Carbon losses from soil and its consequences for land-use management

Julian James Charles Dawson, Pete Smith

Research output: Contribution to journalLiterature review

239 Citations (Scopus)


This paper reviews our current knowledge and understanding of carbon processes in the terrestrial ecosystem with a view to reducing soil carbon losses by optimising land-use and land management. Processes that influence the fate of carbon (in both terms of quantity and quality) are important in determining soil fertility, quality and health as well as consequences for future environmental change scenarios. We need to understand the processes that determine soil carbon losses and the fate of the carbon once lost from the soil in order to provide sustainable solutions for mitigating these carbon losses as part of land management "best practice" and balancing national carbon budgets. Here we review the amount of carbon within the UK terrestrial pool, the processes involved and factors influencing carbon transport to and from soils, the fate of the carbon once it has been lost from the soil environment and land-use scenarios that affect carbon losses. We conclude with possible management options to reduce soil carbon loss and identify gaps in knowledge in order to better understand carbon processes in the terrestrial environment. (c) 2007 Elsevier B.V. All rights reserved.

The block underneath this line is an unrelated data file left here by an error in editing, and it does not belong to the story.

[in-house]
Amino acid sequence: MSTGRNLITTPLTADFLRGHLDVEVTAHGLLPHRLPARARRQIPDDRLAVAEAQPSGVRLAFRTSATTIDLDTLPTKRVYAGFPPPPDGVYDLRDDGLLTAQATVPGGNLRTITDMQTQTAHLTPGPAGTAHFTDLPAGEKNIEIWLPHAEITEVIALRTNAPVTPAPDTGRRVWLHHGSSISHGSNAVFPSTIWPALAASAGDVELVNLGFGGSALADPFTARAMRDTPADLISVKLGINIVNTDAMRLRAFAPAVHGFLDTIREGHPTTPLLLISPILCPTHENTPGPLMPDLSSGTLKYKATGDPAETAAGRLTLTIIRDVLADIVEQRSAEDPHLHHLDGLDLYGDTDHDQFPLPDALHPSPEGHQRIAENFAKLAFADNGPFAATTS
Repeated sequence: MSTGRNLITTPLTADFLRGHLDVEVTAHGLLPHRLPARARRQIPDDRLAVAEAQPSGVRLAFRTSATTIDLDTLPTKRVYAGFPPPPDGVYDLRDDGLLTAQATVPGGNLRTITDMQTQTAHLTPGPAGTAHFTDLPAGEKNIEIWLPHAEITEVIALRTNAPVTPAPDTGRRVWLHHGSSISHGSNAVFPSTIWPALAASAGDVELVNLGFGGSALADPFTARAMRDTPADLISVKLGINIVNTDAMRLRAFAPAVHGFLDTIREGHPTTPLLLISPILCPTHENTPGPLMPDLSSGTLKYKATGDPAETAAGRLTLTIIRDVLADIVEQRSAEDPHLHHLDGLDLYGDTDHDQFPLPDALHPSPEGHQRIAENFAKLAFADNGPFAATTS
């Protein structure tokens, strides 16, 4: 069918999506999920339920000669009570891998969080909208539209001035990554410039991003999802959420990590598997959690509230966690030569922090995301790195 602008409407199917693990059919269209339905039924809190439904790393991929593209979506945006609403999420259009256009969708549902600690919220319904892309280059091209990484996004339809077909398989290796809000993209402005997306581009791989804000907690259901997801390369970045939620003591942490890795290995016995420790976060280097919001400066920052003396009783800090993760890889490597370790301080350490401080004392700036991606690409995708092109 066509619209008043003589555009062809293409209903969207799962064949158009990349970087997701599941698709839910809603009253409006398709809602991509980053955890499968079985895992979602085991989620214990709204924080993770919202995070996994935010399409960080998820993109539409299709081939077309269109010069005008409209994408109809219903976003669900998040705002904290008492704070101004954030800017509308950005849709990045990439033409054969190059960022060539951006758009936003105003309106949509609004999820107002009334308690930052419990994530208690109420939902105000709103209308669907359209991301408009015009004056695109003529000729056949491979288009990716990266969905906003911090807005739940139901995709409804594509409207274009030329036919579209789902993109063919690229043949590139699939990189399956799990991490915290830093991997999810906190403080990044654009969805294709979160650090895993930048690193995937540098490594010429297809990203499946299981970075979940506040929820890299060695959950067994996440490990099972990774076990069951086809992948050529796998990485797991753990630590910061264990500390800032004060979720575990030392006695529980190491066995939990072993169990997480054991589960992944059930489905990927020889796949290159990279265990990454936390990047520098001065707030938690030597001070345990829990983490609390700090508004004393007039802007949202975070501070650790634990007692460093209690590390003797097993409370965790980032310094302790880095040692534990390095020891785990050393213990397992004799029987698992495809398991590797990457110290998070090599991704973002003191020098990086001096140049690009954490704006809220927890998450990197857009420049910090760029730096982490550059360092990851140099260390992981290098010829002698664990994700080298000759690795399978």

Original languageEnglish
Pages (from-to)165-190
Number of pages26
JournalScience of the Total Environment
Issue number2-3
Publication statusPublished - 1 Sep 2007


  • carbon
  • soil
  • land-use
  • management
  • climate
  • dissolved organic-carbon
  • upland peat catchment
  • greenhouse-gas emissions
  • different spatial scales
  • hardwood forest strwam
  • bank erosion processes
  • eastern UK rivers
  • climate-change
  • agricultural soils
  • inorganic carbon


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